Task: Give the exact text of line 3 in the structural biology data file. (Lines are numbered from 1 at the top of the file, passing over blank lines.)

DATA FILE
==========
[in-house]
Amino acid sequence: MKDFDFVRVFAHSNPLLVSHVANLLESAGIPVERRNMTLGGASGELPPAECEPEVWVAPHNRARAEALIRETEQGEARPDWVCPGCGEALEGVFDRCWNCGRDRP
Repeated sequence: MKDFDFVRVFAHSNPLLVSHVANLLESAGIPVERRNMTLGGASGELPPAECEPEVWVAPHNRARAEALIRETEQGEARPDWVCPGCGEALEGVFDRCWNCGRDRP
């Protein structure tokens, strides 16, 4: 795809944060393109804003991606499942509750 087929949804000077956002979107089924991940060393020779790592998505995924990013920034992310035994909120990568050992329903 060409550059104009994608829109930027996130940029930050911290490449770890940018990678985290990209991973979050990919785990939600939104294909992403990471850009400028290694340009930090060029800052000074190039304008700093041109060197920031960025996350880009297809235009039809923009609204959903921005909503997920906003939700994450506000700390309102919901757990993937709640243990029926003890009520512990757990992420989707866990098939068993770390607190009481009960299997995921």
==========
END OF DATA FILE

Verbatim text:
Repeated sequence: MKDFDFVRVFAHSNPLLVSHVANLLESAGIPVERRNMTLGGASGELPPAECEPEVWVAPHNRARAEALIRETEQGEARPDWVCPGCGEALEGVFDRCWNCGRDRP